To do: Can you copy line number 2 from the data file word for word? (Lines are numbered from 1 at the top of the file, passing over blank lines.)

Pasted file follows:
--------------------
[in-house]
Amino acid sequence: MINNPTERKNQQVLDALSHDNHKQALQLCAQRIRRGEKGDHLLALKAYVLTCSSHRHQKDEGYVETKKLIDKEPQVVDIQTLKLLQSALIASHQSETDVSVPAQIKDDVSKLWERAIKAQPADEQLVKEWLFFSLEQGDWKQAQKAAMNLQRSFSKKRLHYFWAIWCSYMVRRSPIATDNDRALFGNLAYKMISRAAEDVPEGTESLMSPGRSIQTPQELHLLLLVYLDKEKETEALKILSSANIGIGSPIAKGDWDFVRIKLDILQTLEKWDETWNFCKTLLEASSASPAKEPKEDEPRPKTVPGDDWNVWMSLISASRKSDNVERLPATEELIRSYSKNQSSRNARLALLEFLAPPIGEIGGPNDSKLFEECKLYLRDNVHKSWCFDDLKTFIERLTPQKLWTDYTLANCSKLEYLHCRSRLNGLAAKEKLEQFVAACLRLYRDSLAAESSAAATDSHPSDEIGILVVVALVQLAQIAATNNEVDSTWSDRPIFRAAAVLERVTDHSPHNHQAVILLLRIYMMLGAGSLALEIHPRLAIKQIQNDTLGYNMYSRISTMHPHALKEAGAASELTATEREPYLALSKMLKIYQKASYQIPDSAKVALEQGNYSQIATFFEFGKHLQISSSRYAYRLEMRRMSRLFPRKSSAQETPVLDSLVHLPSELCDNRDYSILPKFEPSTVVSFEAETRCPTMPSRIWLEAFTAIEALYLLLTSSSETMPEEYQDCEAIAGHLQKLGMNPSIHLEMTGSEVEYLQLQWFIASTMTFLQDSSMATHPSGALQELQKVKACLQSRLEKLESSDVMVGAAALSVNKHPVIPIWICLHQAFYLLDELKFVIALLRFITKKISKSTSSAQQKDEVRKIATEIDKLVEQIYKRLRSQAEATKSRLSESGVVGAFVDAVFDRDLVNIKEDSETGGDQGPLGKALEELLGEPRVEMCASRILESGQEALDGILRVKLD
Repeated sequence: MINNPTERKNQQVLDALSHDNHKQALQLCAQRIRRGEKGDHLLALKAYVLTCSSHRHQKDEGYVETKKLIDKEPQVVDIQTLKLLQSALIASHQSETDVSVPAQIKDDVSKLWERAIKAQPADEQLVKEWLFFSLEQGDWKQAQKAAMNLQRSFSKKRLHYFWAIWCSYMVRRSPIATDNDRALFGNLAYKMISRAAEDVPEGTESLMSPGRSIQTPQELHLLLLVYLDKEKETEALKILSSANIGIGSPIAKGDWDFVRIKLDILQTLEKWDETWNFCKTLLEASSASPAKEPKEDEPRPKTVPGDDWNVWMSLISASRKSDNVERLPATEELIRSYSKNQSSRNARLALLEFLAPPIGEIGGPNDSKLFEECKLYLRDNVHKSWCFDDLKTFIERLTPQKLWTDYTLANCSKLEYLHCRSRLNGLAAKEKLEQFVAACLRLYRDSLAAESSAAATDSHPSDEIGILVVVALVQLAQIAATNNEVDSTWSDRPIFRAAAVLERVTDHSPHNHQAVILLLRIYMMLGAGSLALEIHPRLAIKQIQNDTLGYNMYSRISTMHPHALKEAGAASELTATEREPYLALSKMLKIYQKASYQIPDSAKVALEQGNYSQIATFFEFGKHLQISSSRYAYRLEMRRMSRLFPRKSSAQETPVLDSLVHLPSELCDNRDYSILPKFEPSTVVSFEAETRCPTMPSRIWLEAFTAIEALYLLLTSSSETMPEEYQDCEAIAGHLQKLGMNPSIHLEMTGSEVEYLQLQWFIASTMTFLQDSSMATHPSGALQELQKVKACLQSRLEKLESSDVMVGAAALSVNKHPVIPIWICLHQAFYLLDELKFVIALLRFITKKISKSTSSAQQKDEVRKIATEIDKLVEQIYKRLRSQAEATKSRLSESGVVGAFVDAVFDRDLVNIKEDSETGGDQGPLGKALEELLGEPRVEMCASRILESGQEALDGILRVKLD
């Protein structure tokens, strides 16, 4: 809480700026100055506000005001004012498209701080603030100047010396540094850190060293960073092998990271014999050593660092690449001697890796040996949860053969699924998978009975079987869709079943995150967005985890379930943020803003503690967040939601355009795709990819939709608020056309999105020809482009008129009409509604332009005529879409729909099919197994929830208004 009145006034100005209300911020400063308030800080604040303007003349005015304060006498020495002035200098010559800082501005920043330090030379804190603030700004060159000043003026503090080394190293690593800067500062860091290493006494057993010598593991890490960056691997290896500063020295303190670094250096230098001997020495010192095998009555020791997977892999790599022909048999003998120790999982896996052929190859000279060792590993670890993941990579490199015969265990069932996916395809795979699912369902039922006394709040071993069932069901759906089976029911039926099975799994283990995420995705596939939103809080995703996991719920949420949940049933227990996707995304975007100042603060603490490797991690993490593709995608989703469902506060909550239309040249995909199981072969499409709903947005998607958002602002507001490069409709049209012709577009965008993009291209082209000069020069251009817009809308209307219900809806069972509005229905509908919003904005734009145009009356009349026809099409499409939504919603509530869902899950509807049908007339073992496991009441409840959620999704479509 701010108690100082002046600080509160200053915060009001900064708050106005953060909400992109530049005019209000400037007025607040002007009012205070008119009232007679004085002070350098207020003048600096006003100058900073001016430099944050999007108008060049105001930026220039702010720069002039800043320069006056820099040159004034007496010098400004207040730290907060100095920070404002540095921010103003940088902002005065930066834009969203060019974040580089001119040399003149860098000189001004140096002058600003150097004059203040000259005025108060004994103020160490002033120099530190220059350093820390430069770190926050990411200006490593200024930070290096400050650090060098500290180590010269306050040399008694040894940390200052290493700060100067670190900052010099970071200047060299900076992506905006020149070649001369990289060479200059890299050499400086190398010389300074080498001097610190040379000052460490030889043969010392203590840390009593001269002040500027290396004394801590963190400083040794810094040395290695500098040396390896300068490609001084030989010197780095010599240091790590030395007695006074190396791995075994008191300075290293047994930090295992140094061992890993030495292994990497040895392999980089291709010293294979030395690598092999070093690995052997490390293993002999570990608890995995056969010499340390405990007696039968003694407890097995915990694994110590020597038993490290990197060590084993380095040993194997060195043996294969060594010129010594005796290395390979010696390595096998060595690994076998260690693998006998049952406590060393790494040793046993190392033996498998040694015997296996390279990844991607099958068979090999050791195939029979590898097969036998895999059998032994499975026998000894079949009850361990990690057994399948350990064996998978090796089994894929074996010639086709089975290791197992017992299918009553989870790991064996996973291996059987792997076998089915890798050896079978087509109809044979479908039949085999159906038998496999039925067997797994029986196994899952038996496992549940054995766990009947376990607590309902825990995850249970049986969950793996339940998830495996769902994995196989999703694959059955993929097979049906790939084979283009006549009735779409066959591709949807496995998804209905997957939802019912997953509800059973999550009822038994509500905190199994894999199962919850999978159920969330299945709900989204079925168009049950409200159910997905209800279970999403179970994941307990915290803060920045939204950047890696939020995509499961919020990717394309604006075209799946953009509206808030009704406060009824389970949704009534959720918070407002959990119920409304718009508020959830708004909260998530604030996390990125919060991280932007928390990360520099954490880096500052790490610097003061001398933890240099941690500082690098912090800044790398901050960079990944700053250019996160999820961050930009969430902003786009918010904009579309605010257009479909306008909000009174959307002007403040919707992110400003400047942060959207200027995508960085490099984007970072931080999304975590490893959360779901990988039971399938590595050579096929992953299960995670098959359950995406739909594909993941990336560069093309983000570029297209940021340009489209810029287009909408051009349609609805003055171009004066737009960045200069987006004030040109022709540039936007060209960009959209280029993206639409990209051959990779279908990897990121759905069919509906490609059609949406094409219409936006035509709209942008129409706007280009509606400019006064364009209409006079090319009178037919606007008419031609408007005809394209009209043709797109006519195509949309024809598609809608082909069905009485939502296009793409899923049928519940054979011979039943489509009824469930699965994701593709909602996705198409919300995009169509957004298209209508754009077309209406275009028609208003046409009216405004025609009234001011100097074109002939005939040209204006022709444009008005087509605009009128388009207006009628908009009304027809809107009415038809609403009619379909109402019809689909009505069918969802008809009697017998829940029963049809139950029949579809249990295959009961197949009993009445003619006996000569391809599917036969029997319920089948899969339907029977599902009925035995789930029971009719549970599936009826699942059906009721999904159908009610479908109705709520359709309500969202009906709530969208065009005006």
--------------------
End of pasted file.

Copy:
Amino acid sequence: MINNPTERKNQQVLDALSHDNHKQALQLCAQRIRRGEKGDHLLALKAYVLTCSSHRHQKDEGYVETKKLIDKEPQVVDIQTLKLLQSALIASHQSETDVSVPAQIKDDVSKLWERAIKAQPADEQLVKEWLFFSLEQGDWKQAQKAAMNLQRSFSKKRLHYFWAIWCSYMVRRSPIATDNDRALFGNLAYKMISRAAEDVPEGTESLMSPGRSIQTPQELHLLLLVYLDKEKETEALKILSSANIGIGSPIAKGDWDFVRIKLDILQTLEKWDETWNFCKTLLEASSASPAKEPKEDEPRPKTVPGDDWNVWMSLISASRKSDNVERLPATEELIRSYSKNQSSRNARLALLEFLAPPIGEIGGPNDSKLFEECKLYLRDNVHKSWCFDDLKTFIERLTPQKLWTDYTLANCSKLEYLHCRSRLNGLAAKEKLEQFVAACLRLYRDSLAAESSAAATDSHPSDEIGILVVVALVQLAQIAATNNEVDSTWSDRPIFRAAAVLERVTDHSPHNHQAVILLLRIYMMLGAGSLALEIHPRLAIKQIQNDTLGYNMYSRISTMHPHALKEAGAASELTATEREPYLALSKMLKIYQKASYQIPDSAKVALEQGNYSQIATFFEFGKHLQISSSRYAYRLEMRRMSRLFPRKSSAQETPVLDSLVHLPSELCDNRDYSILPKFEPSTVVSFEAETRCPTMPSRIWLEAFTAIEALYLLLTSSSETMPEEYQDCEAIAGHLQKLGMNPSIHLEMTGSEVEYLQLQWFIASTMTFLQDSSMATHPSGALQELQKVKACLQSRLEKLESSDVMVGAAALSVNKHPVIPIWICLHQAFYLLDELKFVIALLRFITKKISKSTSSAQQKDEVRKIATEIDKLVEQIYKRLRSQAEATKSRLSESGVVGAFVDAVFDRDLVNIKEDSETGGDQGPLGKALEELLGEPRVEMCASRILESGQEALDGILRVKLD